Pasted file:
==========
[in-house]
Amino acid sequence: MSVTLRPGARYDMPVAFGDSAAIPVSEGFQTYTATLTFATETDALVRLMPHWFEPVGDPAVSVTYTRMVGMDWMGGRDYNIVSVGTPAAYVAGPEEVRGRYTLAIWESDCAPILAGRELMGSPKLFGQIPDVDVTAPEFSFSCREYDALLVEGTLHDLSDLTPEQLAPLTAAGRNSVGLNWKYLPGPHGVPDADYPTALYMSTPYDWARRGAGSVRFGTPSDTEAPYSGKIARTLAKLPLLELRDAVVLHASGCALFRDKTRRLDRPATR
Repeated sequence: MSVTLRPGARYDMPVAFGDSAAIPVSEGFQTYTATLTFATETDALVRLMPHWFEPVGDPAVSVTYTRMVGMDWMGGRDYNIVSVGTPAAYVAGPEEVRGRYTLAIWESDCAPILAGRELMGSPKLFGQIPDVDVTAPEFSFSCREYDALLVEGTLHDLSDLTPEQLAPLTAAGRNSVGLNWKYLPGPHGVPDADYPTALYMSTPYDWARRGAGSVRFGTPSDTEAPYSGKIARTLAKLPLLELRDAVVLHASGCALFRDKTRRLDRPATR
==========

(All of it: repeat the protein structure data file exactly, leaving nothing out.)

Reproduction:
[in-house]
Amino acid sequence: MSVTLRPGARYDMPVAFGDSAAIPVSEGFQTYTATLTFATETDALVRLMPHWFEPVGDPAVSVTYTRMVGMDWMGGRDYNIVSVGTPAAYVAGPEEVRGRYTLAIWESDCAPILAGRELMGSPKLFGQIPDVDVTAPEFSFSCREYDALLVEGTLHDLSDLTPEQLAPLTAAGRNSVGLNWKYLPGPHGVPDADYPTALYMSTPYDWARRGAGSVRFGTPSDTEAPYSGKIARTLAKLPLLELRDAVVLHASGCALFRDKTRRLDRPATR
Repeated sequence: MSVTLRPGARYDMPVAFGDSAAIPVSEGFQTYTATLTFATETDALVRLMPHWFEPVGDPAVSVTYTRMVGMDWMGGRDYNIVSVGTPAAYVAGPEEVRGRYTLAIWESDCAPILAGRELMGSPKLFGQIPDVDVTAPEFSFSCREYDALLVEGTLHDLSDLTPEQLAPLTAAGRNSVGLNWKYLPGPHGVPDADYPTALYMSTPYDWARRGAGSVRFGTPSDTEAPYSGKIARTLAKLPLLELRDAVVLHASGCALFRDKTRRLDRPATR